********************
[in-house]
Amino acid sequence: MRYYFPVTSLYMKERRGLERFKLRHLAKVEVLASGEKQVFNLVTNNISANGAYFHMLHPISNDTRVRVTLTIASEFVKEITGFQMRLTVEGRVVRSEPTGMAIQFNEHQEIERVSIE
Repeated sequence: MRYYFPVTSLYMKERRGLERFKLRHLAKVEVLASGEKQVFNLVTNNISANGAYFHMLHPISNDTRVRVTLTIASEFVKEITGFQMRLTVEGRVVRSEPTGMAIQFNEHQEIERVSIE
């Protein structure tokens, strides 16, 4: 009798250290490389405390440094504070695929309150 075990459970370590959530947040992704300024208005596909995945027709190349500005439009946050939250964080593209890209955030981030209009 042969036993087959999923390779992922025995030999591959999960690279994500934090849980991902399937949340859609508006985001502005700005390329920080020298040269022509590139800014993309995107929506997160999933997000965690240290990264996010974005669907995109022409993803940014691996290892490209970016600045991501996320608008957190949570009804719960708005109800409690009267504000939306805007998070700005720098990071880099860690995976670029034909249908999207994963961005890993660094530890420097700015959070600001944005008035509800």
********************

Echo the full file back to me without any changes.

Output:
[in-house]
Amino acid sequence: MRYYFPVTSLYMKERRGLERFKLRHLAKVEVLASGEKQVFNLVTNNISANGAYFHMLHPISNDTRVRVTLTIASEFVKEITGFQMRLTVEGRVVRSEPTGMAIQFNEHQEIERVSIE
Repeated sequence: MRYYFPVTSLYMKERRGLERFKLRHLAKVEVLASGEKQVFNLVTNNISANGAYFHMLHPISNDTRVRVTLTIASEFVKEITGFQMRLTVEGRVVRSEPTGMAIQFNEHQEIERVSIE
């Protein structure tokens, strides 16, 4: 009798250290490389405390440094504070695929309150 075990459970370590959530947040992704300024208005596909995945027709190349500005439009946050939250964080593209890209955030981030209009 042969036993087959999923390779992922025995030999591959999960690279994500934090849980991902399937949340859609508006985001502005700005390329920080020298040269022509590139800014993309995107929506997160999933997000965690240290990264996010974005669907995109022409993803940014691996290892490209970016600045991501996320608008957190949570009804719960708005109800409690009267504000939306805007998070700005720098990071880099860690995976670029034909249908999207994963961005890993660094530890420097700015959070600001944005008035509800």